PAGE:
At times, the report might just be an officer’s statement saying that someone violated a certain law and that the violation led to the accident. It might also state that the officer issued a citation.
Other times, the police report will just say it was negligent behavior, without clearly stating that the violation resulted in the crash.
Nonetheless, in spite of how unspecific a police report might be, the mere mention of a traffic law violation in a police report is usually more than enough to prove that the other party was responsible for the accident.
3. State Traffic Laws
When looking to support your argument that the other party is at fault for the accident, another place to look is the traffic laws governing driving in your state.
These driving rules can be found in your state’s statutes and are usually referred to as the ‘Vehicle Code.’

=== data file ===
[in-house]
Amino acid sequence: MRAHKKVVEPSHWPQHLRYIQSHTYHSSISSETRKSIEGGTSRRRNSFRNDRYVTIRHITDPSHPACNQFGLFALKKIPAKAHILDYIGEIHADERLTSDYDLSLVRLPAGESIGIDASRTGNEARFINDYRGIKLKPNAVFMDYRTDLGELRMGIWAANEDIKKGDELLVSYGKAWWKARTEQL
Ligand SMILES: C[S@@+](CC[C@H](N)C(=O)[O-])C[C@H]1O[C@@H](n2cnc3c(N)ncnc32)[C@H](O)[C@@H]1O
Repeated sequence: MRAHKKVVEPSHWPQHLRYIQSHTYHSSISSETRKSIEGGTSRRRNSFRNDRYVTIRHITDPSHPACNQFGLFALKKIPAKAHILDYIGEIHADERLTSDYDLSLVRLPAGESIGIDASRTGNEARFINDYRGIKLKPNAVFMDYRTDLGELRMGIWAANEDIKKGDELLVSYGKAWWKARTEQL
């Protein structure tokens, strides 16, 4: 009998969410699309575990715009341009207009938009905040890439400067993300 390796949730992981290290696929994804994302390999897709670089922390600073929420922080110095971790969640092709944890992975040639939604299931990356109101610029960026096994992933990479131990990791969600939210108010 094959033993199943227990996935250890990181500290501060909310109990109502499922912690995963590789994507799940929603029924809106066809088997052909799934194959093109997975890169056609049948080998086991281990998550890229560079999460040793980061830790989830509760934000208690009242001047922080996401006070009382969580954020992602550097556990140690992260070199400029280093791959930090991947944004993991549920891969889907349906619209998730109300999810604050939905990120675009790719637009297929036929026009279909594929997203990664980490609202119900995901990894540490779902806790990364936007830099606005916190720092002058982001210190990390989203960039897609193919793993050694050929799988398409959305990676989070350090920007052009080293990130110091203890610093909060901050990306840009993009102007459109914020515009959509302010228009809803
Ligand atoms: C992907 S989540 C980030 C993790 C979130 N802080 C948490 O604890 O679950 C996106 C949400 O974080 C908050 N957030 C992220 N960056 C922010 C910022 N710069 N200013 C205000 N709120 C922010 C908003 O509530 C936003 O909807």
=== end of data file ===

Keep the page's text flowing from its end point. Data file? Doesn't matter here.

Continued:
You can find a simplified version of these rules in your local department of motor vehicles office. They are often referred to as “The Rules of the Road.” A complete version of the vehicle code can be found in both law and public libraries.
In the vehicle code’s index, search for listings that are applicable to your accident. The listings that you are probably going to be looking for include ‘right of way,’ ‘speed limits,’ or ‘roadway markings.’
If you have never done such a search before, consider asking the librarian for help you so you can save time.
If you happen to find a rule that could apply to your accident, ensure that you not only copy it word-for-word but also its statute number. This allows for accurate referencing when arguing out your claim with your insurer.
4. No-Doubt Liability
For some accidents, it is as plain as day which party is at fault. In such instances, the insurer doesn’t require you to justify your case. These accidents include:
• Rear-End Collisions
If your vehicle gets hit from behind, you cannot be held at-fault, regardless of your reason for stopping. This is because basic driving rules state that a vehicle should be able to safely stop or maneuver if the car in front of it stops.